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Book Forum: Psychopharmacology   |    
Better Than Prozac: Creating the Next Generation of Psychiatric Drugs
SOLOMON H. SNYDER, M.D.
Am J Psychiatry 2003;160:1896-1896. doi:10.1176/appi.ajp.160.10.1896
View Author and Article Information
Baltimore, Md.

By Samuel H. Barondes. New York, Oxford University Press, 2003, 240 pp., $26.00.

Too many books have been written about drugs that affect the brain, at least too many bad books. I know, having read and reviewed more than I would like to recall. This volume differs from all others. Samuel Barondes, Professor of Psychiatry at the University of California, San Francisco, is one of our country’s leading molecular neuroscientists as well an experienced psychiatrist and a consummate wordsmith, having already published classic volumes such as Molecules and Mental Illness(1) and Mood Genes: Hunting for the Origins of Mania and Depression(2).

Barondes now takes on all of psychopharmacology, dealing with drugs such as amphetamines, antianxiety agents, antidepressants, antipsychotics, and even sildenafil. Barondes addresses psychopharmacology at multiple levels that are elegantly balanced. The book commences and ends with a detailed recounting of a (presumably) hypothetical patient, Clara, and her efforts to deal with mild depression through psychotherapy and a variety of drugs. To clarify sociopsychological influences, Barondes recounts the serendipitous ways in which the drugs were discovered, affording insights into the molecular mechanisms whereby they act. Barondes then teaches the reader basic elements of neurotransmitters, biochemistry, genetics, and even drug metabolism.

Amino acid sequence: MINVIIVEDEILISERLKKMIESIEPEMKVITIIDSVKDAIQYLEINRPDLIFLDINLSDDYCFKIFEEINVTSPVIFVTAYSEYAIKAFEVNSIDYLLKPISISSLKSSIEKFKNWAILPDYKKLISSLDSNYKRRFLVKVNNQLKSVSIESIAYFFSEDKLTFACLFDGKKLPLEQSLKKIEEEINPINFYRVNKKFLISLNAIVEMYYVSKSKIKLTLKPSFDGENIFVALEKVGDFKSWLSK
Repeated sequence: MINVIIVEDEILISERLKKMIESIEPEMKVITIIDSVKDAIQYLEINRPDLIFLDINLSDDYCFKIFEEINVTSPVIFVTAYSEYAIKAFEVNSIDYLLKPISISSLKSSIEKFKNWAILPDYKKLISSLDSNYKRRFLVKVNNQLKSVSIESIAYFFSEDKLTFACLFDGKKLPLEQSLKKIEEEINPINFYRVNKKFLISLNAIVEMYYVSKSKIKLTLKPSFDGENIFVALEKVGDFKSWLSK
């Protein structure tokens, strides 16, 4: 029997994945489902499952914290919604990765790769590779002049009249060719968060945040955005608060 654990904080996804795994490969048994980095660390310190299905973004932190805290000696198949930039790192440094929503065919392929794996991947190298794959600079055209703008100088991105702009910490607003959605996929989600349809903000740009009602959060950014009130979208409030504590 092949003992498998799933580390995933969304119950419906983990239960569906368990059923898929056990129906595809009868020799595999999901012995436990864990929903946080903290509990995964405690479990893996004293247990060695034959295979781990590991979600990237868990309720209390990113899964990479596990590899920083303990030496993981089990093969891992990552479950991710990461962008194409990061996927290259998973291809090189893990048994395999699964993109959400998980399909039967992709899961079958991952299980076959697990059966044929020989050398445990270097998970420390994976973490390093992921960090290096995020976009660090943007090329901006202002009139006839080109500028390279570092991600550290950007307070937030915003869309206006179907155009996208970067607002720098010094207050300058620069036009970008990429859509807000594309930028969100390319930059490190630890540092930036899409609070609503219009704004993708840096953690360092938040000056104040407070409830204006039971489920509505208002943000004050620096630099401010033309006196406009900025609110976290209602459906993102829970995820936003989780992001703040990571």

Trying to do too many things is often a recipe for chaos. Barondes pulls off this prestidigitation brilliantly. His tales of drug discovery pay faithful attention to detail yet are presented simply and with a view to enhancing our understanding of what the drugs do clinically. His recounting of messenger molecules is rigorous enough for a professional biochemist yet readily accessible to a lay reader. Moreover, all the biochemical explanations are directly relevant to an appreciation of drug activities.

I have devoted the last 40 years of my life to psychopharmacology, yet Barondes’ book conveys much that I did not know. For an educated lay reader, this volume serves as a Scientific American-level presentation of drugs-and-the-brain as well as a comforting, edifying guide for the emotionally perplexed. This is likely the finest book I have ever read on psychopharmacology.

Barondes SH: Molecules and Mental Illness: Scientific American Library, Number 44. New York, WH Freeman, 1993
 
Barondes SH: Mood Genes: Hunting for Origins of Mania and Depression. New York, WH Freeman, 1998
 
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References

Barondes SH: Molecules and Mental Illness: Scientific American Library, Number 44. New York, WH Freeman, 1993
 
Barondes SH: Mood Genes: Hunting for Origins of Mania and Depression. New York, WH Freeman, 1998
 
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